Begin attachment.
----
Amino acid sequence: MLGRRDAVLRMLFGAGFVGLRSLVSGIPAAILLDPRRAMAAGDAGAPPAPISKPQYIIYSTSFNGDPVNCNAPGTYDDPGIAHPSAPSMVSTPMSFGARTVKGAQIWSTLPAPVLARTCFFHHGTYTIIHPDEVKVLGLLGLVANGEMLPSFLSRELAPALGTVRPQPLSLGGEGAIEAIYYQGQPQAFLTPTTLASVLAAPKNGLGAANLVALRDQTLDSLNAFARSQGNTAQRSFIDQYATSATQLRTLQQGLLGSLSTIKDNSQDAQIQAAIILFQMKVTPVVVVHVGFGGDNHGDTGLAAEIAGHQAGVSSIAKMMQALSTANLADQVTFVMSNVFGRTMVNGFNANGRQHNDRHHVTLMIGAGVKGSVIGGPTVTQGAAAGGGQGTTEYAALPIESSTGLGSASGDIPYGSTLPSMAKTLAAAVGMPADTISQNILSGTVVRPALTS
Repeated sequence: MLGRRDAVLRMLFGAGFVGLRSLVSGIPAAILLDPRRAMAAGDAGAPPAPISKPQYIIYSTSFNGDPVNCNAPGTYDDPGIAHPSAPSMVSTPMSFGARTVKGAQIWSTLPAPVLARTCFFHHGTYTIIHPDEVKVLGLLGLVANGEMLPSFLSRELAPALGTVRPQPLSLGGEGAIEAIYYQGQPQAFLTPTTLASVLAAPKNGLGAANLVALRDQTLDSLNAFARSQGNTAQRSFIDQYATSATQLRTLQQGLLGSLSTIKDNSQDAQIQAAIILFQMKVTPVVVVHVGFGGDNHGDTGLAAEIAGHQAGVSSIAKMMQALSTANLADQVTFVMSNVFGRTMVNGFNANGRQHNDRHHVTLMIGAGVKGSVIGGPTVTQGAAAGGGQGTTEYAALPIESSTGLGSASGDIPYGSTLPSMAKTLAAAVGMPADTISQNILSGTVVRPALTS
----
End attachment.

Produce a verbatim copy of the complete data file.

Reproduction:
Amino acid sequence: MLGRRDAVLRMLFGAGFVGLRSLVSGIPAAILLDPRRAMAAGDAGAPPAPISKPQYIIYSTSFNGDPVNCNAPGTYDDPGIAHPSAPSMVSTPMSFGARTVKGAQIWSTLPAPVLARTCFFHHGTYTIIHPDEVKVLGLLGLVANGEMLPSFLSRELAPALGTVRPQPLSLGGEGAIEAIYYQGQPQAFLTPTTLASVLAAPKNGLGAANLVALRDQTLDSLNAFARSQGNTAQRSFIDQYATSATQLRTLQQGLLGSLSTIKDNSQDAQIQAAIILFQMKVTPVVVVHVGFGGDNHGDTGLAAEIAGHQAGVSSIAKMMQALSTANLADQVTFVMSNVFGRTMVNGFNANGRQHNDRHHVTLMIGAGVKGSVIGGPTVTQGAAAGGGQGTTEYAALPIESSTGLGSASGDIPYGSTLPSMAKTLAAAVGMPADTISQNILSGTVVRPALTS
Repeated sequence: MLGRRDAVLRMLFGAGFVGLRSLVSGIPAAILLDPRRAMAAGDAGAPPAPISKPQYIIYSTSFNGDPVNCNAPGTYDDPGIAHPSAPSMVSTPMSFGARTVKGAQIWSTLPAPVLARTCFFHHGTYTIIHPDEVKVLGLLGLVANGEMLPSFLSRELAPALGTVRPQPLSLGGEGAIEAIYYQGQPQAFLTPTTLASVLAAPKNGLGAANLVALRDQTLDSLNAFARSQGNTAQRSFIDQYATSATQLRTLQQGLLGSLSTIKDNSQDAQIQAAIILFQMKVTPVVVVHVGFGGDNHGDTGLAAEIAGHQAGVSSIAKMMQALSTANLADQVTFVMSNVFGRTMVNGFNANGRQHNDRHHVTLMIGAGVKGSVIGGPTVTQGAAAGGGQGTTEYAALPIESSTGLGSASGDIPYGSTLPSMAKTLAAAVGMPADTISQNILSGTVVRPALTS